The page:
I was invited to be on a social science panel for the Qatar Foundation’s 2014 Annual Research Conference in Doha. While there, I took the opportunity to give a talk on “Breaking Through the Zero Lower Bound” at Texas A&M’s Doha campus, moderated by Dr Khalid Rashid Alkhater, director of research and monetary policy and member of the Monetary Policy Committee and the Investment Committee at the Qatar Central Bank. And I had a chance to see Doha. (You can see the best of the photos I took here and here.)
The Annual Research Conference itself was quite interesting. Except for the Social Sciences, it was organized around four “Research Grand Challenges”: Water Security, Energy Security, Cyber Security and Integrated Health Care. In addition, there is an overarching goal of making Qatar into a “Knowledge Economy.” The panel I was on (see the picture of me and the other panelists above) was on the second day of the conference. On the first day of the conference, I sent an email to several of the other panelists and others I met suggesting that the Qatar Foundation make Math Education its fifth Research Grand Challenge. Here is a lightly edited version of that email:
I promised each of you to send links to the two articles I wrote for Quartz (a relatively new online international business magazine started by the Atlantic Company) about math education:
These articles had a large number of pageviews, indicating a great deal of concern about math education.I think it would be both attainable and extremely valuable for the Qatar Foundation to make it a key goal to be the number one center for research and knowledge about math education in the world. Gathering that knowledge, and then implementing it in Qatar’s schools would have a bigger bang for the buck than anything else in achieving the broader goal of fostering a knowledge economy in Qatar. And having such a center would be a great benefit to the rest of the world as well. Because schools of education in the US and likely many other prestigious countries are often quite politicized, it is crucial to bring into the effort of figuring out the best way to do math education experts whose home is in other fields besides education, as well as some of the best education scholars. Along these interdisciplinary lines, one of the best education thinkers is actually a renowned professor at Harvard Business School: Clay Christensen. (He has many times won the top award in the world for a business strategist.) With his coauthors, he has written a pair of excellent books on the transformation ofeducation that is now underway because of high-powered computing–#4 and #5 in this list:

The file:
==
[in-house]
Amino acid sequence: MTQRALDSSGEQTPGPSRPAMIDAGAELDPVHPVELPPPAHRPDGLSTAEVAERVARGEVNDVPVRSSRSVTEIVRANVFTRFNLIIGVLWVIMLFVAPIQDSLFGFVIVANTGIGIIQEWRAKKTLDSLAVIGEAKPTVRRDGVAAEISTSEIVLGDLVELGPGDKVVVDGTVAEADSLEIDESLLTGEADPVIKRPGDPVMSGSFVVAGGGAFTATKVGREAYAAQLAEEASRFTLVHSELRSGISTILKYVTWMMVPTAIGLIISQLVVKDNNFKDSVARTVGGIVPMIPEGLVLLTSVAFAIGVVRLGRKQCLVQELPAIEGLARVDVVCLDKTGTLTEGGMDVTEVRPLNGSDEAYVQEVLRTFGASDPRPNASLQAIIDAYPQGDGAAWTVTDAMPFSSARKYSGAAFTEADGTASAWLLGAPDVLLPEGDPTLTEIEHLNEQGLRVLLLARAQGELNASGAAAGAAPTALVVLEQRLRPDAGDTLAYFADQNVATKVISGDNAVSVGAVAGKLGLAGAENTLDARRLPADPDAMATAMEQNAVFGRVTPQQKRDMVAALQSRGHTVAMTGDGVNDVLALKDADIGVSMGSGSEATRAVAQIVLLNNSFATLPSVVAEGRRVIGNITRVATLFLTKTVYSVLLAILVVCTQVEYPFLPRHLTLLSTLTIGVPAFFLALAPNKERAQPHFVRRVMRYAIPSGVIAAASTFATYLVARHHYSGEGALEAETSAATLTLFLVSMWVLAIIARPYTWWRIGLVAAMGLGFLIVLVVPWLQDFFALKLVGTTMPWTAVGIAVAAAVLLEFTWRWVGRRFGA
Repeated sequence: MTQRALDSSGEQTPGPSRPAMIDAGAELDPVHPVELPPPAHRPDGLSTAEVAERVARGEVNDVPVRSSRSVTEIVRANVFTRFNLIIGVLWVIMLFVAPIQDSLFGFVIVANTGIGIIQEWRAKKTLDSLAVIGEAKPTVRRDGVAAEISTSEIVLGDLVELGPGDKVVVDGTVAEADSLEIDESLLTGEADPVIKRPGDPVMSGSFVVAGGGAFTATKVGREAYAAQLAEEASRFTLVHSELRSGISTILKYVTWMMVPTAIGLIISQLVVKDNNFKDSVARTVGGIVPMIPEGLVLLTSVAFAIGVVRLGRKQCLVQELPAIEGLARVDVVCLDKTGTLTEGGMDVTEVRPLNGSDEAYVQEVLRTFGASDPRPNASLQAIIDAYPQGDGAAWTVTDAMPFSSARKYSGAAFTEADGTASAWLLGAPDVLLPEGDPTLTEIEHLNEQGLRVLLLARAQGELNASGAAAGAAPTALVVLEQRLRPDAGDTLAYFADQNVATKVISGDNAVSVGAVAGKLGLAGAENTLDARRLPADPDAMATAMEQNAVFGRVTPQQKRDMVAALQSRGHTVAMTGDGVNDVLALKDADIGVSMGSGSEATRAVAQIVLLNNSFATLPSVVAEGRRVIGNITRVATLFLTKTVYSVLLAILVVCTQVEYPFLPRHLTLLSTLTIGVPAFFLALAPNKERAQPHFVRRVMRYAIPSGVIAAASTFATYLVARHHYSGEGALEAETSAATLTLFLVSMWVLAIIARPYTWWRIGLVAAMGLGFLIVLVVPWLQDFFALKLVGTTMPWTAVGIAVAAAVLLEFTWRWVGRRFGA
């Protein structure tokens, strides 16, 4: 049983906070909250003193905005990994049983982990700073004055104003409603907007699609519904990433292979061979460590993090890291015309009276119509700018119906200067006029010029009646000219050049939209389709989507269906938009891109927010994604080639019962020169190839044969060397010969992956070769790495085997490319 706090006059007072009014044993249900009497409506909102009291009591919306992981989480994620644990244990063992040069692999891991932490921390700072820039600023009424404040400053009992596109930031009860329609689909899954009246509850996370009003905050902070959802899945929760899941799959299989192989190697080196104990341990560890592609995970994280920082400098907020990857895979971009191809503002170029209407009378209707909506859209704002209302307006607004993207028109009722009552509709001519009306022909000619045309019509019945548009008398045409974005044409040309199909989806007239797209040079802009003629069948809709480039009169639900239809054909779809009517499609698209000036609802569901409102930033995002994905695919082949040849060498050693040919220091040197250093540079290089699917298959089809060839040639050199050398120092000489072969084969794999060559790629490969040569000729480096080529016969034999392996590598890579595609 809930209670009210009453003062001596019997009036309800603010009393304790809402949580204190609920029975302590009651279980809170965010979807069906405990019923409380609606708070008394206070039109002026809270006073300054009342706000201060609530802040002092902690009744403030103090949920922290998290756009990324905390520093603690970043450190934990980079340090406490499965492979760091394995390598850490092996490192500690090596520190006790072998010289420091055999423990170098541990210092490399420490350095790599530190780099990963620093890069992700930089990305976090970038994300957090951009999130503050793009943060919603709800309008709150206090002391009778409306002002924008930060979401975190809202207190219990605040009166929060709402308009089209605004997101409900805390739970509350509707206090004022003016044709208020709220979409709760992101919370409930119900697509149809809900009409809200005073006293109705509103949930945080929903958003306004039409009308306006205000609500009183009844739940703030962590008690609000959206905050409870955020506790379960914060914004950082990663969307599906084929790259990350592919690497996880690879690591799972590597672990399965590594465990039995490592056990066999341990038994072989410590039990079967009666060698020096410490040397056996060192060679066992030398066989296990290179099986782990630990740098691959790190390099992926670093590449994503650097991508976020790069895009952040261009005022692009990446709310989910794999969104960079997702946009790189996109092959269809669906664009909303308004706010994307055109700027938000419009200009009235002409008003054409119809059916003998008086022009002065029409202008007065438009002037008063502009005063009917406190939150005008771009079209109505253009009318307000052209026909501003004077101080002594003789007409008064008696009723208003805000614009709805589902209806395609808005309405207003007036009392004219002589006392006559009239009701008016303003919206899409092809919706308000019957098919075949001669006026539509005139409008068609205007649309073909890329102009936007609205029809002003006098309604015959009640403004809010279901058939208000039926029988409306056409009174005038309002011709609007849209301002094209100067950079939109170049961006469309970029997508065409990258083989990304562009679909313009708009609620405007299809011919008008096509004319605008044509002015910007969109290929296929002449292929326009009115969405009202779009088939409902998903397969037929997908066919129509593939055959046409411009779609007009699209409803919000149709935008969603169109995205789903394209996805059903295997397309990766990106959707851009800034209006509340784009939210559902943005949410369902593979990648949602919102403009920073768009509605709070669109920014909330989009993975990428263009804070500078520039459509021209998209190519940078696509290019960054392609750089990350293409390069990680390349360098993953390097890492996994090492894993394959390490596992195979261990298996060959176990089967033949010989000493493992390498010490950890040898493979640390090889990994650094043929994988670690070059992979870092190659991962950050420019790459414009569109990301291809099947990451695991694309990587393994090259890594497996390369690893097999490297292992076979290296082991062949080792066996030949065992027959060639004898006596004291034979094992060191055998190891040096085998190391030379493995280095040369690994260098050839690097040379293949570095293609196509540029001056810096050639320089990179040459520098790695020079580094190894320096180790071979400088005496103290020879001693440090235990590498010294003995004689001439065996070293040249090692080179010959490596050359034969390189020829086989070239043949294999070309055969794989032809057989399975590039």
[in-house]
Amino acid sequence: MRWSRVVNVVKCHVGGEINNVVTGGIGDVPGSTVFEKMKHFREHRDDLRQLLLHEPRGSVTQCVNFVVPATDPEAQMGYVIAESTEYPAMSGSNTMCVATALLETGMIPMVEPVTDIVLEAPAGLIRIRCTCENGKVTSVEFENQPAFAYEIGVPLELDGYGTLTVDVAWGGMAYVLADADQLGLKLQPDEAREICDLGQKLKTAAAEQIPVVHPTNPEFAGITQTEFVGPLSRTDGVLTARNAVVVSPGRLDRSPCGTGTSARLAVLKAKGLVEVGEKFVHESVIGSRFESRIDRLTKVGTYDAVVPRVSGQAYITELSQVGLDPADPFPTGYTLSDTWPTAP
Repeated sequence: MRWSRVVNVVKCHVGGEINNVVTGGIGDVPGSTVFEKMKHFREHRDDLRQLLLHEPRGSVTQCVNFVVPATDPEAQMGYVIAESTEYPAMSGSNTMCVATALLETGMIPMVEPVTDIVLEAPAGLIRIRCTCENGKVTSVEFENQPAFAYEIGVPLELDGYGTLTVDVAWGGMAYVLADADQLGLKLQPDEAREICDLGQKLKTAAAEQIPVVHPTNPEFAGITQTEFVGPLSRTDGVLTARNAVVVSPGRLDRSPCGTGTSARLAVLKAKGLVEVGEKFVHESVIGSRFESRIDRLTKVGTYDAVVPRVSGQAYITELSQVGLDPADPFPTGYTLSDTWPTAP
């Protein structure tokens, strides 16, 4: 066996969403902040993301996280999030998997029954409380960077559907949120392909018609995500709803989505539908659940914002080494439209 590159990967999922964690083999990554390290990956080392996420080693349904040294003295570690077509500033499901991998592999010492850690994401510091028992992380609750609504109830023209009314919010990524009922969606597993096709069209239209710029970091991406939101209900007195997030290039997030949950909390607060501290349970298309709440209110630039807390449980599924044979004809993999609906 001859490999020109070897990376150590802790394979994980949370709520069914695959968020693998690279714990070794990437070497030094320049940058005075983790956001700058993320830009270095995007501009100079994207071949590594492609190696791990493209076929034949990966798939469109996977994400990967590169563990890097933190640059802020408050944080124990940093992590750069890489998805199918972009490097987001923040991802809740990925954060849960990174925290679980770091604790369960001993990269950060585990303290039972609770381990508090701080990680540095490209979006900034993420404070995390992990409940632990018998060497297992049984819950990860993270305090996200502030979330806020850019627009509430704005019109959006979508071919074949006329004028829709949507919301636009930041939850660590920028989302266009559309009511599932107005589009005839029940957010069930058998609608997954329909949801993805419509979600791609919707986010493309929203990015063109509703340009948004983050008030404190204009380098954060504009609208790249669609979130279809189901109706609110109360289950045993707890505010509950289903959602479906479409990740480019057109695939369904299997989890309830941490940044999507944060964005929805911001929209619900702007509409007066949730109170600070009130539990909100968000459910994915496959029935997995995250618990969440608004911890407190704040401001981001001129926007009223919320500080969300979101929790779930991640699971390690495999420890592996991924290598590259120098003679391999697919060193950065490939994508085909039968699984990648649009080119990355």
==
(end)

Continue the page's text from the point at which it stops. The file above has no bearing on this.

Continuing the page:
- The Innovator’s Dilemma: When New Technologies Cause Great Firms to Fail
- The Innovator’s Solution: Creating and Sustaining Successful Growth
- The Innovator’s DNA: Mastering the Five Skills of Disruptive Innovators
- Disrupting Class, Expanded Edition: How Disruptive Innovation Will Change the Way the World Learns
- The Innovative University: Changing the DNA of Higher Education from the Inside Out
- The Innovator’s Prescription: A Disruptive Solution for Health Care
I think all of the other stakeholders in the Qatar Foundation in the natural sciences will easily see the value of an emphasis on figuring out how to do math education well–something most advanced countries do not do. In terms of tracking the achievement of the goal of math education, the single most important measure would be to ask representative samples of kids “Do you love math.” Success would be 90% of students honestly saying “Yes.” If almost all of Qatar’s children loved math, the knowledge economy would follow as day follows night.